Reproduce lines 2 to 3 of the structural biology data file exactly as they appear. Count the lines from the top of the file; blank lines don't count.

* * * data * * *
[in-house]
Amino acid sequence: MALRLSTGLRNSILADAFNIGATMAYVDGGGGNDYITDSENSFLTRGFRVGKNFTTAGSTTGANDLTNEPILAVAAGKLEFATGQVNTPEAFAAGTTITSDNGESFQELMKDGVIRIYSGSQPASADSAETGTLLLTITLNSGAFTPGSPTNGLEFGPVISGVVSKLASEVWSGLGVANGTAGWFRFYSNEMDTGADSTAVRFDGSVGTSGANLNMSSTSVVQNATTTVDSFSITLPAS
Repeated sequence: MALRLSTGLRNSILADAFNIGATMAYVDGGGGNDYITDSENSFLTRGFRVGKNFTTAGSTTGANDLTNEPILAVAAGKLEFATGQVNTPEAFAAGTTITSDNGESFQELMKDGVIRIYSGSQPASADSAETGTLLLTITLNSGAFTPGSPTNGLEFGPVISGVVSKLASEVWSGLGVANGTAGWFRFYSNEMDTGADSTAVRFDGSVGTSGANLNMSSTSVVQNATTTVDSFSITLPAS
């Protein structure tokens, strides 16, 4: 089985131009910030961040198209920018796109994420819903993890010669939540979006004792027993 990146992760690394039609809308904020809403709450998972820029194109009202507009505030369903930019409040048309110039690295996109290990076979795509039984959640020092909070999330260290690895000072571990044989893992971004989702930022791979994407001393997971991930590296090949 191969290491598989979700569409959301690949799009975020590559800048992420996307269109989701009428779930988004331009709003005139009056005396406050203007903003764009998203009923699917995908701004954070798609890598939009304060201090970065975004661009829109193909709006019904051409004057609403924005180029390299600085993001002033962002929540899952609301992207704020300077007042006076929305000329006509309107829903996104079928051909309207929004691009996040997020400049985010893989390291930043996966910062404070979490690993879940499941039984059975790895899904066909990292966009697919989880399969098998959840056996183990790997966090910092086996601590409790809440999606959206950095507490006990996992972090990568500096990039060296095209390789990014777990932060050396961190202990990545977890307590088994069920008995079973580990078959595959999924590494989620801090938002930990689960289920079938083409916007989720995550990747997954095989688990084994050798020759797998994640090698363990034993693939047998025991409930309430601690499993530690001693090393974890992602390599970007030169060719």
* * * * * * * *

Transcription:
Amino acid sequence: MALRLSTGLRNSILADAFNIGATMAYVDGGGGNDYITDSENSFLTRGFRVGKNFTTAGSTTGANDLTNEPILAVAAGKLEFATGQVNTPEAFAAGTTITSDNGESFQELMKDGVIRIYSGSQPASADSAETGTLLLTITLNSGAFTPGSPTNGLEFGPVISGVVSKLASEVWSGLGVANGTAGWFRFYSNEMDTGADSTAVRFDGSVGTSGANLNMSSTSVVQNATTTVDSFSITLPAS
Repeated sequence: MALRLSTGLRNSILADAFNIGATMAYVDGGGGNDYITDSENSFLTRGFRVGKNFTTAGSTTGANDLTNEPILAVAAGKLEFATGQVNTPEAFAAGTTITSDNGESFQELMKDGVIRIYSGSQPASADSAETGTLLLTITLNSGAFTPGSPTNGLEFGPVISGVVSKLASEVWSGLGVANGTAGWFRFYSNEMDTGADSTAVRFDGSVGTSGANLNMSSTSVVQNATTTVDSFSITLPAS